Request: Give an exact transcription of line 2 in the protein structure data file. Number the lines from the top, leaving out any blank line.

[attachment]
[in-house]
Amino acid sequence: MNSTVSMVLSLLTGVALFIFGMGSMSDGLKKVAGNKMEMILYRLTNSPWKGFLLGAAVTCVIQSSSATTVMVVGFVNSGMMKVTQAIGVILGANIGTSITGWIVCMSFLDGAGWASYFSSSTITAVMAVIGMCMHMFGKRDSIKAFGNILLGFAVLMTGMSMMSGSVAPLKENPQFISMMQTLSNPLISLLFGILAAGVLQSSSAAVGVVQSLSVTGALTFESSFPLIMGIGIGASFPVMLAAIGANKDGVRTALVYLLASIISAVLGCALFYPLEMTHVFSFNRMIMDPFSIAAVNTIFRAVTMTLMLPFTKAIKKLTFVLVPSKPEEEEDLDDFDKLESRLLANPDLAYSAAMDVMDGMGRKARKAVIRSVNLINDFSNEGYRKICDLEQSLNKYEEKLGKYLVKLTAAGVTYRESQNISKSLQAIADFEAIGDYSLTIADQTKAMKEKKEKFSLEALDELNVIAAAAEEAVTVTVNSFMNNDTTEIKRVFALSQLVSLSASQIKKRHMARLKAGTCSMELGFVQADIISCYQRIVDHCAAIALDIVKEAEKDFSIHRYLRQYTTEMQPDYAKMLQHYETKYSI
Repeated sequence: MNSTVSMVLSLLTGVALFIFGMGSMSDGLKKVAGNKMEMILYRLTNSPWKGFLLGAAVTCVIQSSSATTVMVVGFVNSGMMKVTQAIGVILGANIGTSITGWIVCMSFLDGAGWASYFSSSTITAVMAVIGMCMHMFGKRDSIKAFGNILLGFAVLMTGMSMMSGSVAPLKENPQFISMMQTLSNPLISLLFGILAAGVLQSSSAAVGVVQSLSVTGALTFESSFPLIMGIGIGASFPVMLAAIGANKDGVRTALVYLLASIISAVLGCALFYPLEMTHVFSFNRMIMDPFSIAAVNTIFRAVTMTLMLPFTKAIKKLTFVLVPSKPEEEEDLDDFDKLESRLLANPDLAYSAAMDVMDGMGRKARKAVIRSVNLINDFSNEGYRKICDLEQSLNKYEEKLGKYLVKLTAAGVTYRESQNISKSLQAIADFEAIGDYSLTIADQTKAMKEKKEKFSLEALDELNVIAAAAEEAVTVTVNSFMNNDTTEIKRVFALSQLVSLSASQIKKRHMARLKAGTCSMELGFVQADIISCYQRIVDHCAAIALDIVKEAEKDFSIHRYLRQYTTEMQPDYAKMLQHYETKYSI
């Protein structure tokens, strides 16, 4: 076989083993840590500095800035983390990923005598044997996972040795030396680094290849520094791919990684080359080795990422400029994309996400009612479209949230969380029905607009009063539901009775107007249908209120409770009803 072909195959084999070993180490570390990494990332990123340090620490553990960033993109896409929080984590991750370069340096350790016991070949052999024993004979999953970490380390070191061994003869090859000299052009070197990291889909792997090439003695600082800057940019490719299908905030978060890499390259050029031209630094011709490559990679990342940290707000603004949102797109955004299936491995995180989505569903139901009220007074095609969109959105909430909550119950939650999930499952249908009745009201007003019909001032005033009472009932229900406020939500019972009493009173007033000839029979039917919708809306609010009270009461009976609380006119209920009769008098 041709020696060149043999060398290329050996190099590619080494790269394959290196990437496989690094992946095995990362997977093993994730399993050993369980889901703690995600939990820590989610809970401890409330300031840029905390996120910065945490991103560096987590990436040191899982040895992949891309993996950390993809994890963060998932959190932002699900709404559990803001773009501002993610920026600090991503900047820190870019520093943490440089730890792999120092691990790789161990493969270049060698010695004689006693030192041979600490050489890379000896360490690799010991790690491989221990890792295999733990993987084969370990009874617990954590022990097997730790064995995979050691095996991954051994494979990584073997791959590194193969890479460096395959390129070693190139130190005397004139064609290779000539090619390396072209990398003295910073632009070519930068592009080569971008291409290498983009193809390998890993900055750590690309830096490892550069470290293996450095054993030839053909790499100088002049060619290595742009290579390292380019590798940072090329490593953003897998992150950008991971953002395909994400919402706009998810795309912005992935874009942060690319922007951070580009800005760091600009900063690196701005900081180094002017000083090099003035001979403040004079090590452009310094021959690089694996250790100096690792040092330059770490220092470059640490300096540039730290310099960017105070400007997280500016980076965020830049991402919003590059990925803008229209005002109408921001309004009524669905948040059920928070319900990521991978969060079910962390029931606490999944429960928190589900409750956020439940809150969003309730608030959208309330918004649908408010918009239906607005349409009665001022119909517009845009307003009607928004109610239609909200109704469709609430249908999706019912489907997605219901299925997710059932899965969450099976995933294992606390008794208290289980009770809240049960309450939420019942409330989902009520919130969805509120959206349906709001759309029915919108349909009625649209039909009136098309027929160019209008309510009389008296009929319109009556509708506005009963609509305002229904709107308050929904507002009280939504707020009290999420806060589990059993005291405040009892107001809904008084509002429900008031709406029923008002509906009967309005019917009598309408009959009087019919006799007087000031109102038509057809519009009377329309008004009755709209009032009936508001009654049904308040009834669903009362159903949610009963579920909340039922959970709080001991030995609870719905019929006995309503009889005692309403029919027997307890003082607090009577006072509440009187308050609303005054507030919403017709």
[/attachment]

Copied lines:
Amino acid sequence: MNSTVSMVLSLLTGVALFIFGMGSMSDGLKKVAGNKMEMILYRLTNSPWKGFLLGAAVTCVIQSSSATTVMVVGFVNSGMMKVTQAIGVILGANIGTSITGWIVCMSFLDGAGWASYFSSSTITAVMAVIGMCMHMFGKRDSIKAFGNILLGFAVLMTGMSMMSGSVAPLKENPQFISMMQTLSNPLISLLFGILAAGVLQSSSAAVGVVQSLSVTGALTFESSFPLIMGIGIGASFPVMLAAIGANKDGVRTALVYLLASIISAVLGCALFYPLEMTHVFSFNRMIMDPFSIAAVNTIFRAVTMTLMLPFTKAIKKLTFVLVPSKPEEEEDLDDFDKLESRLLANPDLAYSAAMDVMDGMGRKARKAVIRSVNLINDFSNEGYRKICDLEQSLNKYEEKLGKYLVKLTAAGVTYRESQNISKSLQAIADFEAIGDYSLTIADQTKAMKEKKEKFSLEALDELNVIAAAAEEAVTVTVNSFMNNDTTEIKRVFALSQLVSLSASQIKKRHMARLKAGTCSMELGFVQADIISCYQRIVDHCAAIALDIVKEAEKDFSIHRYLRQYTTEMQPDYAKMLQHYETKYSI